In 1954, the Atomic Energy Act passed, authorizing AEC to make more information available to U.S. industry and foreign countries. This act led to agreements with the UK, Canada, Belgium, Switzerland, and the Netherlands to exchange information. In 1957, AEC began sharing information with Eastern block countries. While TIS was able to gather scientific information from other countries, this program was never very successful.
In 1958, TIS extension at Oak Ridge (Melvin Day and Roger Shannon) developed a mechanized system to prepare indexes, as well as bibliographies, using the Listomatic camera and IBM punchcard equipment. This system was used to produce NSA (Jan. 1959) and now could print current indexes in each issue of NSA. In the late 1960s, AEC cooperated with NASA to allow NASA to implement the RECON system. NASA and AEC also worked together to create and produce Tech Briefs, which allowed U.S. industry to have access to the new technologies these agencies developed.
|SOURCE:||Adkinson, B. W. (1978). Two Centuries of Federal Information. Stroudsburg, PA: Dowden, Hutchinson, and Ross, Inc.|
|National Archives, Washington, DC; In NNTA-N, NNSM, and NNSP branches of the NA; Also in 9NS-L, 9NS-S, 10NS regions.|
|SIZE:||4,665 cu. ft./36,459 items.|
|INCLUDES:||Aerial photographs, images, motion pictures, microfilm, architectural and engineering plans, and sound recordings.|
|SOURCE:||National Archives (http://www.nara.gov: 70/0/inform/groups).|
After World War II, the Manhattan District Project, the predecessor of the Atomic Energy Commission (AEC), wanted to evaluate and publish the scientific and engineering records showing the advancements made during the war. The Manhattan District Editorial Advisory Board (MDEAB) was organized in 1945 and had at least one representative from each laboratory on it, including Alberto F. Thompson and Herman Fussler. The board's task was to plan a series of monographs, National Nuclear Energy Series, summarizing "the state of art in various fields of nuclear energy." The MDEAB also examined more effective uses of the library and technical information activities of the projects. In 1946 Fussler made eight recommendations "for a scientific and technical information service in nuclear energy." These proposals were later implemented when the AEC used them as the basis for its technical information program.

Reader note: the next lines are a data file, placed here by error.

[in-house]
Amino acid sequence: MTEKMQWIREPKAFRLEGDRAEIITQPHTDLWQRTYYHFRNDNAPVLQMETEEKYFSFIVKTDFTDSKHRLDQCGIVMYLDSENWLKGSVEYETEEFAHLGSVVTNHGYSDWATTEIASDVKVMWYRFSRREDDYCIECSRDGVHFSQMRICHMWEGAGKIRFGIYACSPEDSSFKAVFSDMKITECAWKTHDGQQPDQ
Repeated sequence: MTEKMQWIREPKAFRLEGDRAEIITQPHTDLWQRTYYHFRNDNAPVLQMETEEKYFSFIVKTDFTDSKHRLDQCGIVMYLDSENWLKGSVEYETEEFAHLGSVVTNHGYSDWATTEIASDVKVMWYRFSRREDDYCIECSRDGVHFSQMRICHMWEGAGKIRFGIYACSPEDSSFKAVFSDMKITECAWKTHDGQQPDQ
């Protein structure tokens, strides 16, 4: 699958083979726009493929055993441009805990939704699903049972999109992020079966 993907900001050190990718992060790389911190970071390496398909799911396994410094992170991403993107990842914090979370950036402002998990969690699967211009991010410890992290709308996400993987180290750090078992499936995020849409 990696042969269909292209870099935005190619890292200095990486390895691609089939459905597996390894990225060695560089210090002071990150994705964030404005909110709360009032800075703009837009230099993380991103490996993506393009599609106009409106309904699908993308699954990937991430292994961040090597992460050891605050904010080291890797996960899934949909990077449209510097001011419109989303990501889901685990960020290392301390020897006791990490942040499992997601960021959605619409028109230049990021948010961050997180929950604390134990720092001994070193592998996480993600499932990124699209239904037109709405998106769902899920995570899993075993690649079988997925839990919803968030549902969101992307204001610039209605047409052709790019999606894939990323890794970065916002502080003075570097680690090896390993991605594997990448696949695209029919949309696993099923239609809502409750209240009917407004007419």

In the spring of 1946, the Library Unit of the Research Division in the Oak Ridge National Laboratory was established with Bernard Fry in charge of the library. The unit, which was responsible for all laboratories within the project, oversaw the control and exchange of scientific and technological information between the laboratories, arranged the reviewing of information which could be released early to the public, and, finally, reviewed all material for declassification. Like other libraries during the late 1940s, the AEC faced the problems of preparing indexes, subject and others.